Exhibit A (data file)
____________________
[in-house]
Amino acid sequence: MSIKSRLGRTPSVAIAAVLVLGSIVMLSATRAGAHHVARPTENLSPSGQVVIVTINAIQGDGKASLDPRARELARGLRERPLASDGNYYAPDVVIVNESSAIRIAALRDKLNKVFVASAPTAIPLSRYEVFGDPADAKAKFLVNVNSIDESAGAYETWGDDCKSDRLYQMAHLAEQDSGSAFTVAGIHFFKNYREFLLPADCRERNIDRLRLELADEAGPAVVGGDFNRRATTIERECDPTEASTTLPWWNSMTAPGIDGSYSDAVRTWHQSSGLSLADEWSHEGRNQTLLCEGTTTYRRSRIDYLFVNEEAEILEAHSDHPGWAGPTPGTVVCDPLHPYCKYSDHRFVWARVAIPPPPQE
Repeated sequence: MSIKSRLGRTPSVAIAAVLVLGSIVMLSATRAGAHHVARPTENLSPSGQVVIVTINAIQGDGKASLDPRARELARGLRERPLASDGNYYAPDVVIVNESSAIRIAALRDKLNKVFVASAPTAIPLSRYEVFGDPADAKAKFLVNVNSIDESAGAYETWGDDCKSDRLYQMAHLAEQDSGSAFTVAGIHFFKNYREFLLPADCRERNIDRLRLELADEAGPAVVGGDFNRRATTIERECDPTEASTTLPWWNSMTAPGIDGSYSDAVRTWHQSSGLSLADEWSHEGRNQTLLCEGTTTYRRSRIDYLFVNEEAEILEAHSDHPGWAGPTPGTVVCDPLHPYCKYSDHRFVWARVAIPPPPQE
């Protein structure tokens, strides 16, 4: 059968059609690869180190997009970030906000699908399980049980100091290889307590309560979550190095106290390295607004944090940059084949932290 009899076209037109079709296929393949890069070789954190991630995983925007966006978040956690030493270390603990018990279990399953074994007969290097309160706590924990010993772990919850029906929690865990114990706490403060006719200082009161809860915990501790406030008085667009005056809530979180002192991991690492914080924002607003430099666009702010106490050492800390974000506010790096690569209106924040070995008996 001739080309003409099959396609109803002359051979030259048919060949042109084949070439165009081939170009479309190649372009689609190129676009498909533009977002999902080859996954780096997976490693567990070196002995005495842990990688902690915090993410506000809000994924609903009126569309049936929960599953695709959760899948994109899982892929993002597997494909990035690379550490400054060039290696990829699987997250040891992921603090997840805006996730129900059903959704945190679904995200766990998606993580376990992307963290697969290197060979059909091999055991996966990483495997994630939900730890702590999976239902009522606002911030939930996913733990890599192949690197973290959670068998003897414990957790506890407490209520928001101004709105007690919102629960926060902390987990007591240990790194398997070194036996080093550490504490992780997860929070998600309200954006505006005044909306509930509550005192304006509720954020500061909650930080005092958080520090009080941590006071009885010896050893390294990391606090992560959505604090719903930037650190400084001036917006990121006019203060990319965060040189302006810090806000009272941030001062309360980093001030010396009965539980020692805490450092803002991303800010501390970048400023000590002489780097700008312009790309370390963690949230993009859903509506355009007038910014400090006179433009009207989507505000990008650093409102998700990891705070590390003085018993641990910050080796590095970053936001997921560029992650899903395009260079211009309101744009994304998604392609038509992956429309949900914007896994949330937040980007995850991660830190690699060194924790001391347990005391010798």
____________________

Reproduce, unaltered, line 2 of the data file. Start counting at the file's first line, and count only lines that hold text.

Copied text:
Amino acid sequence: MSIKSRLGRTPSVAIAAVLVLGSIVMLSATRAGAHHVARPTENLSPSGQVVIVTINAIQGDGKASLDPRARELARGLRERPLASDGNYYAPDVVIVNESSAIRIAALRDKLNKVFVASAPTAIPLSRYEVFGDPADAKAKFLVNVNSIDESAGAYETWGDDCKSDRLYQMAHLAEQDSGSAFTVAGIHFFKNYREFLLPADCRERNIDRLRLELADEAGPAVVGGDFNRRATTIERECDPTEASTTLPWWNSMTAPGIDGSYSDAVRTWHQSSGLSLADEWSHEGRNQTLLCEGTTTYRRSRIDYLFVNEEAEILEAHSDHPGWAGPTPGTVVCDPLHPYCKYSDHRFVWARVAIPPPPQE